Can science explain science?

I have always been intrigued by the malicious glee with which religion gets explained away by certain kinds of scientist but how that same critical gaze is then averted when it comes to science. This is a pity because it misses the chance to ask a really important question: Can science explain science?

For instance, as with religion we might want to say that science is nothing but a successful meme, a “mind virus” that has spread through the population. Or we might want to turn to evolutionary psychology and see that doing science is hard-wired into our brains. Or maybe argue that there is a specific gene that predisposes us towards scientific activity…..

Or maybe not.

Whether it is from biology, neurology or evolutionary psychology none of it seems to fit and the situation becomes even more absurd if we venture away from these human sciences. We would never dream of using chemistry or physics to explain what it is to be a chemist or physicist.

When it comes to explaining science, a scientific explanation somehow misses the point.

And so we have to be very careful in answering that initial question of whether or not science can explain science.

If science can explain science then we should be prepared to forfeit science’s claims to having privileged access to the truth. The language of explanation carries with it at least an implicit “just” this or “nothing but” that. (Echoes of Monty Python’s Life of Brian: it’s not the truth it’s just a very naughty meme).

And with that comes a related question: what would a “scientific” explanation of science look like?

On the other hand if science cannot explain science then we have to accept that there are some things that are beyond scientific explanation, that there are some things for which a scientific explanation is not appropriate.

And with that comes the acknowledgement that there are limitations to science (in principle as well as practice) and that there are other ways (maybe even better ways) to understand the world and ourselves.

This is not to say that science is a religion. Nor even that science is like a religion, except in this one important respect – maybe we need more than science to understand it.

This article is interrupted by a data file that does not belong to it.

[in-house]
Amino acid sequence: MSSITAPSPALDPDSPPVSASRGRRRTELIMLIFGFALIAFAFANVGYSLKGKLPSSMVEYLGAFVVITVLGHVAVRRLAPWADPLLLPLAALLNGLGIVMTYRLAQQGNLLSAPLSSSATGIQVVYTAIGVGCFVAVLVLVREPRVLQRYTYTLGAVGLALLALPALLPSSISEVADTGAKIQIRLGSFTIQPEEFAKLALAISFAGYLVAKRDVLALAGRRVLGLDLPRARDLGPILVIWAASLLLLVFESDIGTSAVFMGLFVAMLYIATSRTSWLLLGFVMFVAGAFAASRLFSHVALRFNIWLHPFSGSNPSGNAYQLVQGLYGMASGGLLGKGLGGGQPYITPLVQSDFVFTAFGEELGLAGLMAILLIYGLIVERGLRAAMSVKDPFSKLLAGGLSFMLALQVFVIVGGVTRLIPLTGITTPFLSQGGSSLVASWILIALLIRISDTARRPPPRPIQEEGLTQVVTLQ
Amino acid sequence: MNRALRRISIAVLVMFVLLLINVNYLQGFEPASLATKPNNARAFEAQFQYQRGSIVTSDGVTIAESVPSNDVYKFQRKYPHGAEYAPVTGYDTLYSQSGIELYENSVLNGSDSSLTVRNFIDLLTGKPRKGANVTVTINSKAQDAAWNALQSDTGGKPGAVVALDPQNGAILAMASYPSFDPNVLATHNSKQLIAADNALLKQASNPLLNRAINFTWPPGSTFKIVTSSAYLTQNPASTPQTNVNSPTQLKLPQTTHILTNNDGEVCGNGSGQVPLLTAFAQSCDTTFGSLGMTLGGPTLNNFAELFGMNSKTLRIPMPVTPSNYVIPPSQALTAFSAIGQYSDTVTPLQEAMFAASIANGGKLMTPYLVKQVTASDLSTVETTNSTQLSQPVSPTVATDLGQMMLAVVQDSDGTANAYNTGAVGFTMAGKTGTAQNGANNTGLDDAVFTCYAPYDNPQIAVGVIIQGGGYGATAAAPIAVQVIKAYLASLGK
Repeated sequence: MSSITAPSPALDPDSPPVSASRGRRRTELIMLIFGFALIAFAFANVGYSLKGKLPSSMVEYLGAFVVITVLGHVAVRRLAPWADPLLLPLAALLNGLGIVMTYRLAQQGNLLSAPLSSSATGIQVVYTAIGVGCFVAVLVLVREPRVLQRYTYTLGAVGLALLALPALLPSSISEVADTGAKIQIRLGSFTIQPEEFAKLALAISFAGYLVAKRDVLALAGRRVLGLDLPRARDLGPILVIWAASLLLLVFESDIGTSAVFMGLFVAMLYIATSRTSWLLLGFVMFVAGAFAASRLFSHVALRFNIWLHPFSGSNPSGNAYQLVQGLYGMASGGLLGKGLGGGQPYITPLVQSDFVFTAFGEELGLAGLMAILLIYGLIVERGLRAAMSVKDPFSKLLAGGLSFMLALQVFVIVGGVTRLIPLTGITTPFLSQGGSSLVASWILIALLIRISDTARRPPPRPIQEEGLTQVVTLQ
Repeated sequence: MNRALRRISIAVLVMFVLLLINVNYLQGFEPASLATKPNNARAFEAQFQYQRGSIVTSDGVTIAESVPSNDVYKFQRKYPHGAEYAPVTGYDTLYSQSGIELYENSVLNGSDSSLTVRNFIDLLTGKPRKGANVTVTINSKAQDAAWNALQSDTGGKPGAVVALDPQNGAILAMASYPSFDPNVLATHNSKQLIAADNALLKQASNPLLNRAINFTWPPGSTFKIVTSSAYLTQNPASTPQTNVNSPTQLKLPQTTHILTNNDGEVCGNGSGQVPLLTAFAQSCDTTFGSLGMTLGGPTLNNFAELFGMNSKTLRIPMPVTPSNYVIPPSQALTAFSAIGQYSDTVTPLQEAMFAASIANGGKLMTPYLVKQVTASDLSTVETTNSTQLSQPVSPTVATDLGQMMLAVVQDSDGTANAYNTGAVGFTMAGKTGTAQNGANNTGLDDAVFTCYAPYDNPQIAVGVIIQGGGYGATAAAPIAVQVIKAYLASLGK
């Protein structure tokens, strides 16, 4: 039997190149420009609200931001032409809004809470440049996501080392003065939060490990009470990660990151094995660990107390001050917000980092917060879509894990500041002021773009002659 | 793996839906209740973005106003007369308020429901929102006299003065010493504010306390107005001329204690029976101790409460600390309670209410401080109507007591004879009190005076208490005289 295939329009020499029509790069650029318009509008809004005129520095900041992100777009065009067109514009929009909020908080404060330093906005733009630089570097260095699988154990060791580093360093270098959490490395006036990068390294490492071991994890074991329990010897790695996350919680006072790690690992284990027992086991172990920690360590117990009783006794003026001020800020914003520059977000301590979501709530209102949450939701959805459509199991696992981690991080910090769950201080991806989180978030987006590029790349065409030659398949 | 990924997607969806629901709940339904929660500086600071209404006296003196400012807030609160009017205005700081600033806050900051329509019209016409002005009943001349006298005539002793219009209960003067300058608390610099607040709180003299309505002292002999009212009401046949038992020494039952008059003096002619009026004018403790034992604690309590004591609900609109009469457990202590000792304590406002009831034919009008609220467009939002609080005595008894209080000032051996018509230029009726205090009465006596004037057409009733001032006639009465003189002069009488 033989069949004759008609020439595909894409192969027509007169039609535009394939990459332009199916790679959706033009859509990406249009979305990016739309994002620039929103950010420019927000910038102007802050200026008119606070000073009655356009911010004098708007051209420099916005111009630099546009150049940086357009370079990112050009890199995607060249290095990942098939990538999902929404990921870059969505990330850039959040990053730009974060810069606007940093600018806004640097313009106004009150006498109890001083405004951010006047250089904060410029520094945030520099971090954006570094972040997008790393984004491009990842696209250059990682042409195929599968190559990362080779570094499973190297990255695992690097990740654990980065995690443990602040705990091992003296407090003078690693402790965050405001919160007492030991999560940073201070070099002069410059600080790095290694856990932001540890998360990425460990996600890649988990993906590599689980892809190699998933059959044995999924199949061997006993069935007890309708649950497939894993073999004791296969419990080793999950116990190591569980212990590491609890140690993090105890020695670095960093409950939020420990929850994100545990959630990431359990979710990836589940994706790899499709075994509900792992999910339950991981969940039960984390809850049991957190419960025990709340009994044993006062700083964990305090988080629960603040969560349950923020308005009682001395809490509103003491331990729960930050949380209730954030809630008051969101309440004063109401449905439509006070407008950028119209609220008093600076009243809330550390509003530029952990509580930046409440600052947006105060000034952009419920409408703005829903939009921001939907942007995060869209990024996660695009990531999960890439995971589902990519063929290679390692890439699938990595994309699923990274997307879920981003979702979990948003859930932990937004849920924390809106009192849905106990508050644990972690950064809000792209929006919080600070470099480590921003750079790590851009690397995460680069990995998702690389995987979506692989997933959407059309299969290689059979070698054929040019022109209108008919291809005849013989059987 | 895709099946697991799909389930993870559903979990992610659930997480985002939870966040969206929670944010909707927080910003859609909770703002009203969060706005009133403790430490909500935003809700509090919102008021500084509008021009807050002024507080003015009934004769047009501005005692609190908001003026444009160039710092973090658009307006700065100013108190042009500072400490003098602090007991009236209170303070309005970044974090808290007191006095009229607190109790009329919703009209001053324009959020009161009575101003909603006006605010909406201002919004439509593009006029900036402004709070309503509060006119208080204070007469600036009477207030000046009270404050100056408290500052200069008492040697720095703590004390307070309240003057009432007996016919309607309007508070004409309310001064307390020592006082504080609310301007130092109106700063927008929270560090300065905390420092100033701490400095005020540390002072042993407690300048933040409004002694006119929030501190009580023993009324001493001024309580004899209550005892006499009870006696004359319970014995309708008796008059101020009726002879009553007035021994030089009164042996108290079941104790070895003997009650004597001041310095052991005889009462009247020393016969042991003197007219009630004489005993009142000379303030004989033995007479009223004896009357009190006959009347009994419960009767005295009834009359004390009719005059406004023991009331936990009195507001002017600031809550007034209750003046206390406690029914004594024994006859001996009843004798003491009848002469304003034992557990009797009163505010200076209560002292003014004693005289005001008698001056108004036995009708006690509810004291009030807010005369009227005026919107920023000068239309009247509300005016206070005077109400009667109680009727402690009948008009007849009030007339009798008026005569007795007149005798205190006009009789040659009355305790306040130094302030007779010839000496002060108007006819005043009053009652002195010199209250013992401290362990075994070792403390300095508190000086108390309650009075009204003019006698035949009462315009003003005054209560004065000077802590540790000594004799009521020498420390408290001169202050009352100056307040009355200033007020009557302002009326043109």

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4 thoughts on “Can science explain science?

  1. Lots of good points…. If we think of science is a method and a way of thinking that help us understand nature (and only nature), it helps answer the question. Science does not exist in a literal sense. I have touched a couple of these points in my own posts if you are interested… Thanks!

  2. It also depends on what you mean by “Explain”. Are we talking about where scientific principles derive from? Where our sense of curiosity and rationality comes from? What do scientists do? These are just the first few examples I thought of for an “Explanation”.

  3. Thanks for the comments and much to agree with. The question is what counts as a “scientific explanation” and whether that is an appropriate way of understanding what science is/does. Seeing science as a method might help but which scientific discipline helps us to discover that. This “metaphysics” only in the literal sense of being beyond physics but there are areas of philosophy which might help (eg epistemology). Unfortunately philosophy is all to often dismissed along with religion as being a waste of time.
    Alternatively we might subject science to the same kind of analysis as has been applied to religion. For example MRI scans to find out what goes on in a “scientific experience” (pattern recognition would probably play an important part here). But would we be any closer to understanding what science is? Or we could study what scientists do (eg their collected beliefs, practices and institutions). Unfortunately this is just the kind of social studies of science that gets rejected by many scientists.
    What we seem to be left with is a science that claims to be the only source of true knowledge but which lacks the tools to examine itself (and presumably unable to examine lots of other things as well). Or a science that is open to scrutiny but one which then has to allow ther are other sources of knowledge and understanding.

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